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THE LEFSETZ LETTER: More Weintraub


You can't do it without help.

Once upon a time, a couple of decades back, I asked David Geffen for help.
Ours was a correspondence relationship, I didn't go to his office, I don't
even remember talking on the phone. I believed I was hot, and with his
help, I could make it.

Geffen declined.

He didn't judge my talent. I just wasn't big enough for him. It wasn't
about money, it was about challenge… He had bigger fish to fry.

That's what wannabes can't understand. That the Big Kahunas don't want to
be in business with them. The Big Kahunas only want to be in business with
the creme de la creme, which comes to them when their garage management,
when the B-team's efforts have been exhausted.


Bob Lefsetz, Santa Monica-based industry legend, is the author of the e-mail newsletter, "The Lefsetz Letter". Famous for being beholden to no one, and speaking the truth, Lefsetz addresses the issues that are at the core of the music business: downloading, copy protection, pricing and the music itself.

His intense brilliance captivates readers from Steven Tyler to Rick Nielsen to Bryan Adams to Quincy Jones to music business honchos like Michael Rapino, Randy Phillips, Don Ienner, Cliff Burnstein, Irving Azoff and Tom Freston.

Never boring, always entertaining, Mr. Lefsetz's insights are fueled by his stint as an entertainment business attorney, majordomo of Sanctuary Music's American division and consultancies to major labels.

Bob has been a weekly contributor to CelebrityAccess and Encore since 2001, and we plan many more years of partnership with him. While we here at CelebrityAccess and Encore do not necessarily agree with all of Bob's opinions, we are proud to help share them with you.

The wannabes don't like this.

But there's only so much A-level talent. And A-level talent's greatest
quality is not salesmanship, but creativity. The manager/agent/businessman
enables that creativity.

In other words, if the writer gives good meeting, he's a lousy writer.

I read that in a book. Never forgot it. Could even comb my brain and
remember who said it, but that's not important. But the underlying concept
is when something rings true, when it has resonance, you never forget it.

Jerry Weintraub made his first movie with Robert Altman. It was the
legendary "Nashville", which every studio had turned down. Weintraub did
not know this, of course. That's Hollywood… People may not exactly lie,
but they leave out the key elements…like Jerry was the producer of last
resort.

But Jerry went to bat for Altman, even put in his own money, because he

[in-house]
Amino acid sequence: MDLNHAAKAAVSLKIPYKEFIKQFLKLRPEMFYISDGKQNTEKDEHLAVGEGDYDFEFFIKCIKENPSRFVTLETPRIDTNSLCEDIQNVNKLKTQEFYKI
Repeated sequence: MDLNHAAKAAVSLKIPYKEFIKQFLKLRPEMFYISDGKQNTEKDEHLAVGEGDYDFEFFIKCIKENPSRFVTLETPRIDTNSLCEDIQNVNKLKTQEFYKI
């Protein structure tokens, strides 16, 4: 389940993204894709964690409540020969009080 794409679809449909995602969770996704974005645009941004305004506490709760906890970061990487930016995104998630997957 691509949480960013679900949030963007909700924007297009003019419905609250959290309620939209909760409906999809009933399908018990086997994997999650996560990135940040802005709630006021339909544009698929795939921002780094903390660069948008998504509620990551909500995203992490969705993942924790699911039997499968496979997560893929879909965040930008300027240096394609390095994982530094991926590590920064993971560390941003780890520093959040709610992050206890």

believed in Altman's talent.

Are you that talented? Almost no one is. Primarily because they lack the
perseverance. Any overnight success fades from the landscape as quickly as
he or she made it. Anybody who lasts had an epiphany at an early age and
has worked ever since for this crowning moment, when everybody's paying
attention. Sure, they need it, desire is key, but they can back it up,
because of all the woodshedding they did when no one cared.

So we've got few "artists" who can navigate the gauntlet to success.

And we've got few businessmen too.


There are plenty of managers who'll tell you what to do. Manipulate you.
Maybe even rip you off. But how many have a vision of what they can do for
you and can execute upon that? That's a very thin layer of people.

And it's not only skill or insight, it's relationships. Can you get so and
so on the phone? Or do you know another person who knows so and so? What's
your rep? Are you honest, do you come through, do you deliver? People only
want to be in business with those who deliver. The more successful you are,
the less time you have to waste. You don't want to sit around and talk
about doing something, you want to do it! And that's where so many lack
skill and get scared. Anybody can sit in front of the TV and fantasize a
relationship with an actress, but can you come to Hollywood and work your
way up the ladder until your dream becomes possible?

Anybody can go on TV and sing their song. Actually, that's untrue. There's
a skill in appearing natural, being able to sing as well as you do at home,
if not better. But very few people are willing to work in ratholes, for no
pay and no attention for years, the only one believing in themselves before
they get traction and get that TV opportunity.

It's easy to be on reality TV. Be incredibly good-looking, have a 1000 watt
personality and be willing to look stupid. But how many stars of the "Real
World" are in show business today? No, real stars base their careers in
talent. Sony dropped J. Lo because she couldn't sing. Tommy Mottola did
well with imaging, sold J. Lo's music when MTV was king and how you looked
was key. But once he was gone, J. Lo's music career was dead.

Castigate Tommy, but he knew how to get behind an act and push and sell it.
Mariah Carey may have succeeded at another label, but would she have become
a superstar?

Behind every great artist is a businessman. Who makes it easier for the
artist to create. Who paves the way. You just have to work on your talent
long enough until one of these great businessmen, whether it be a manager or
an agent or a record executive, takes notice of you.

And they're not going to notice you if you're jumping up and down screaming.

And they're not going to take your call if they don't know you.

And they only trust people they know.

And their reputations are so good, you're dying to be with them.

But they're only dying to be with you if it's a challenge, if it puts a
smile on their face as well as money in their wallet, if they believe your
talent is so great that if they do their job, you'll do yours.